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Senators hope to reach gun deal in 'next few days' after leaving for the weekend

The biggest remaining issue is how to overhaul background checks. They're also crafting language on "red flag" laws.

WASHINGTON — The Senate left town for the weekend without agreeing on gun legislation, but the negotiators planned to meet virtually Friday to hash out the lingering issues as they continue to project optimism.

“We’re not there yet,” Sen. John Cornyn of Texas, the chief Republican negotiator, said after an in-person meeting Thursday. “I hope to resolve the remaining differences.”

Some provisions, like mental health funding and school safety, are relatively settled. Others, like “red flag” provisions and background check enhancements, are still being crafted.

The Senate is considering incentives for states to adopt red flag laws that allow people like police officers or family members to petition courts to issue orders to keep firearms away from people who are deemed dangerous. The goal is to get more states to enact such laws, implement them effectively and extend knowledge of how to use them.

"It's more carrots than sticks," said a Senate aide familiar with the negotiations, describing it as a state-based approach, in contrast to the House bill passed Thursday, which would create a federal red flag law that would send people to federal courts to issue such orders.

Sen. Lindsey Graham, R-S.C., who’s working with Sen. Richard Blumenthal, D-Conn., on red flag language, said, “You have to write it out, going to let a bunch of people read it, then they’ll make changes. And it’s just a fairly laborious process.”

“This is important enough, in my view, that we need new money. I don’t want to take away from existing programs,” Graham said. “So we’ve got to go find those offsets, and we’re working on it. There are some things we can do to offset it. You’re not talking about hundreds of billions of dollars — looking at under 1 billion.”

He said the negotiators want a deal “in the next few days.”

Senate Majority Leader Chuck Schumer, D-N.Y., said on the floor Thursday that as soon as there is an agreement, he will “bring a measure to the floor for a vote as quickly as possible.”

Background checks and red flag challenges

The thorniest remaining issue is background checks.

“You can sense we’re not far away,” Sen. Chris Murphy of Connecticut, the top Democratic negotiator, told reporters after Thursday's meeting. “This is really hard stuff politically and, and policywise. So we’re not far away. But we’re, we’re not there. We’re not there yet.”

Republicans have rejected a near-universal background check rule sought by Democrats.

Instead, the bipartisan group is trying to strengthen existing checks by adding juvenile records into the system, particularly involving Americans ages 18 to 21 who may have exhibited dangerous behavior as minors that would prohibit adults from buying guns.

The killer in Uvalde, Texas, “showed up after his 18th birthday as if he was born yesterday” and bought a weapon, Cornyn said.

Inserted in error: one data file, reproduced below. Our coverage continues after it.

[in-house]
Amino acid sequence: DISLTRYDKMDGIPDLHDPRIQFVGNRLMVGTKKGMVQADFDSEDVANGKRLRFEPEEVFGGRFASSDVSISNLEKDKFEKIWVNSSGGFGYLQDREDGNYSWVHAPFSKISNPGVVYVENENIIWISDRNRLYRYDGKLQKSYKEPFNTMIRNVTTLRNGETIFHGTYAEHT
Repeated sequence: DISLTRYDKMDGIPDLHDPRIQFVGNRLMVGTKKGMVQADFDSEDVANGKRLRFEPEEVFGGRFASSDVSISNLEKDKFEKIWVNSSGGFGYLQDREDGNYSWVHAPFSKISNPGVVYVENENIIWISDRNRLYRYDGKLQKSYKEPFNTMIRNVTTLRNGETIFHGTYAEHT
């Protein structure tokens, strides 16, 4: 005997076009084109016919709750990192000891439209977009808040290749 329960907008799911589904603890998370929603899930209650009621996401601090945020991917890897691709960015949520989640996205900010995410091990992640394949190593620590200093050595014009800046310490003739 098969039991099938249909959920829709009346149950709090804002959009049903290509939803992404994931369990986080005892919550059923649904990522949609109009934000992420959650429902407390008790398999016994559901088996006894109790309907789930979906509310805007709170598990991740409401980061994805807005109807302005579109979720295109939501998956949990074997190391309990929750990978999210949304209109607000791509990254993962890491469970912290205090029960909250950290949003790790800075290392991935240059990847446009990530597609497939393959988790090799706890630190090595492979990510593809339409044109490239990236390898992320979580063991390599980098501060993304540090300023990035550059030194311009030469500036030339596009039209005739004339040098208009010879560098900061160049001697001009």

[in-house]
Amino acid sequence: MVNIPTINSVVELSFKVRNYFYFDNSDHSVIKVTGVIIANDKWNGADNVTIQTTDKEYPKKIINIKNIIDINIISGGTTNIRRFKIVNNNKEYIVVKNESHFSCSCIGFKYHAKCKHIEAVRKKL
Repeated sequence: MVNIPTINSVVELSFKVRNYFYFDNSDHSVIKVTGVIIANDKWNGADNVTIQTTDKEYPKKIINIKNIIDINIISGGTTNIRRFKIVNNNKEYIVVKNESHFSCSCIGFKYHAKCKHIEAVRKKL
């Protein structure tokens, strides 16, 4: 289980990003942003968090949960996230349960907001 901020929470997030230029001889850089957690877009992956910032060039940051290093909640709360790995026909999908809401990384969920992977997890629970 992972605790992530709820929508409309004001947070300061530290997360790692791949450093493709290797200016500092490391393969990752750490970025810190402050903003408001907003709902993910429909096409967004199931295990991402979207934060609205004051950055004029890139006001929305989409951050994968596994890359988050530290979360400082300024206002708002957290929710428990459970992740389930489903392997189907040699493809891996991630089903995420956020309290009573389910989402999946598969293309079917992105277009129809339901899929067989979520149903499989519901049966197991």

“There was insight into his many mental health challenges or terroristic threats of fellow students, potential drug use — other things that if he were an adult, he could not pass a background check,” he said on the Senate floor. “But because of the fact that juvenile records are typically sealed and are not part of the NICS review, the merchant who sold him the firearms he used didn’t know anything about his track record.”

NICS is the FBI’s National Instant Criminal Background Check System.

The senators are also exploring whether to require nontraditional gun sellers to register as Federal Firearms Licensees, which would force them to conduct background checks on prospective buyers before they sell weapons.

When it comes to mental health, the group appears focused on a bill crafted by Sens. Roy Blunt, R-Mo., and Debbie Stabenow, D-Mich., which would extend a pilot program that expands behavioral health services and is being implemented in nine states. The bill would cost around $10 billion, and senators have come up with offsets, sources familiar with the discussions said.

Negotiators are also working on redirecting already allocated funds toward school security.

House Democrats, who passed a package of gun bills Thursday that includes raising the minimum age to buy AR-15-style weapons to 21, are pressuring the Senate to act. One of them, Sean Casten of Illinois, who captured a once-safe Republican seat in 2018, read out the names of children killed by gun violence on the floor.

Republicans say they're feeling pressure to act.

"I think it was important that we send a signal to our country that the acts of violence that are plaguing our nation right now have to stop," said Brian Fitzpatrick of Pennsylvania, one of five House Republicans who voted for the Democrats' gun bills Thursday. "We have to take the same approach to these acts of violence as we did towards 9/11. We have to say: Never again. And do whatever it takes."